If your child is watching TV, and if you are wondering how much is too much, then you are not alone. It is estimated that children under the age of 6 watches on an average 2 hours of TV daily. In fact, this statistics apply even to 60% of infants and toddlers! And for children older than 6, it is estimated that on an average they watch 4 hours of TV (in addition to 2 hours of laptop) daily. That is a lot of screen time! There are many benefits for watching quality TV programs. At the same time, too much of it can be counter-productive.
So here is a list of pros and cons of watching TV on children.
There are many educational programs that run on TV. There are the ones that improve your child’s vocabulary, there are the ones that are focused on wild life and nature, there are the ones that are focused on good habits like healthy eating, and the ones that are focused on showing academic subjects like science and history in an exciting and kids-friendly way. Many of these shows are scientifically designed to expand the knowledge of your child.
One might argue that everything mentioned in the educational programs in TV can be taught at home too. It definitely can. In fact, hands-on learning is any day much better. But many topics, like about different countries and cultures, scientific experiments, or historical stories can be taught much easily through a visual media as the child will relate to it better.
Many cartoons and kids shows are known to spike children’s imagination and creativity. Sky is blue? No! it can be red, orange, violet or black depending on time of the day. Cars can fly. Sun and moon can get into a fight. The possibilities of imagination are numerous and TV will help children flesh this out.
One of the biggest cons of TV watching is the idle time and lack of physical activity involved. There are at least a few shows that, much like the cookery shows, encourage the little minds to do things. It might be making a poster or a collage, or encouraging them to plant a tree, or make them aware of waste management.
One of the biggest problems of TV is that children cannot yet separate right from wrong and this can be dangerous. A lot of violence is shown in TV. Even in many programs designed especially for kids, violence is shown as a fun way to get what you want. Whether it is cartoon or movies, the protagonist (whom the child admires) is seen doing violent stunts. This can make a child believe that violence is an ok way to get things. It can make him more aggressive. It can also make the child less sensitive to violence. “Few punches and kicks are okay. I see it in TV all the time”. It might also impact the child’s language. More on this subject here.
While the TV has the power to make your child imaginative, it can also give him unrealistic expectations about the world. For starters, the world and society are not depicted in true sense on TV. The characters in TV are shown to be invincible (the hero can dodge any number of bullets and can stand despite any number of punches). All these will impact the child’s realism. He might start expecting the world and people to be more like it is in TV. In short, children are too small to separate fact from fiction.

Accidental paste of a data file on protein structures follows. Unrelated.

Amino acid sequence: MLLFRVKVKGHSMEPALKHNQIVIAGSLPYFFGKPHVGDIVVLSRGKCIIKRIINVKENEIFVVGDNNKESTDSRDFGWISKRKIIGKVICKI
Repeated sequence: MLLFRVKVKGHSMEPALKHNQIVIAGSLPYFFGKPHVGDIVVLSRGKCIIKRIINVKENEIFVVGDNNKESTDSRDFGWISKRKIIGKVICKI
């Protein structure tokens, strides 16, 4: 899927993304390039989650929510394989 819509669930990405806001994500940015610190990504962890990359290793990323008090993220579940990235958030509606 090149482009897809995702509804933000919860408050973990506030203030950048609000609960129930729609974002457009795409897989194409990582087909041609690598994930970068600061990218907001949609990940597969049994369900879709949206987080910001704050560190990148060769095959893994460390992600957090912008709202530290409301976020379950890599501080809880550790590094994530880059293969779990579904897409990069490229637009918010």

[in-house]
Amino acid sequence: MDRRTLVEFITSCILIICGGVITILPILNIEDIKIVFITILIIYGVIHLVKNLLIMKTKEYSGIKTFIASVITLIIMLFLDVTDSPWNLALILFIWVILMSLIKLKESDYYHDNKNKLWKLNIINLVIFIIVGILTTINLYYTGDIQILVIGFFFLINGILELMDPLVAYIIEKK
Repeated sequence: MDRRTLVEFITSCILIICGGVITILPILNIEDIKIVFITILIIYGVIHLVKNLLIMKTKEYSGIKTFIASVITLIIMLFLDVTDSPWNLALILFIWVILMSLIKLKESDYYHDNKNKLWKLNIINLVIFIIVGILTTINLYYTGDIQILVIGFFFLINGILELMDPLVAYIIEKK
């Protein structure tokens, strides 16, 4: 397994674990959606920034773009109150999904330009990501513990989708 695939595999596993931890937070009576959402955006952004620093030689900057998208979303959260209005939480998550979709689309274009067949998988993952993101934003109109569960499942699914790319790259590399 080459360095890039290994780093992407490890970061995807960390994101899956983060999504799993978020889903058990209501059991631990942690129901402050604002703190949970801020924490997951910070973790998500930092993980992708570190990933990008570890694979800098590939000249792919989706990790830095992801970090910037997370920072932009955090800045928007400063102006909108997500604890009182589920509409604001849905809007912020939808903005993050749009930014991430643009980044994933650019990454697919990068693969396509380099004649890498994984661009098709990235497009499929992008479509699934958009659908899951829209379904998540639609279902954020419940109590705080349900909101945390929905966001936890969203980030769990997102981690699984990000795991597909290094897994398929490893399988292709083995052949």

Research indicates that too much of TV can hamper the concentration of your child. Have you noticed how many times you need to call your child before he hears you when he watches TV? Even after he finishes viewing TV, the visual media stays in his mind for much longer, impairing his concentration powers to do other things.
The caveat that goes with people trying risky stunts and undesirable behavior on TV is lost on the child. So when they see the hero they love smoking, drinking alcohol or doing drugs, it is easy to get influenced by it. Movies many at times make these risky actions look “cool” and “in”.
Research has linked TV time to obesity. It is quite logical if you think about it. More TV equates to more idle time and more snacking. And they do not snack on vegetables and fruits. It is mostly fried items and aerated drinks. Read Here to know some tips to prevent obesity in kids.
So, we can conclude that TV is okay, as long as you monitor the programs watched and the child is exposed to TV only in moderation. That said, it is best not to expose children below 2 years to any kind of screens (TV, mobile, tablets). This period is of utmost significance in terms of brain development and hence, the child needs to engage in various activities like exploration, interaction with others, playing etc. These will aid in much better physical and social development of your child as opposed to spending too much idle time in front of screen, however knowledgeable the program is. Once they grow bigger, they can watch TV for 1-2 hours a day, but ensure they are watching only quality programs.
Read Also: How To Break Your Toddler’s TV Addiction?
W-Sitting Position In Children: Prevention and Alternatives
Internet Safety And Its Importance for Children
Child Safety – Store and Use Medicines Safely
Spider Bite in Children- Prevention And Treatment
Trichotillomania In Children- Hair-Pulling Disorder
Alopecia Areata in Children: Causes & Treatment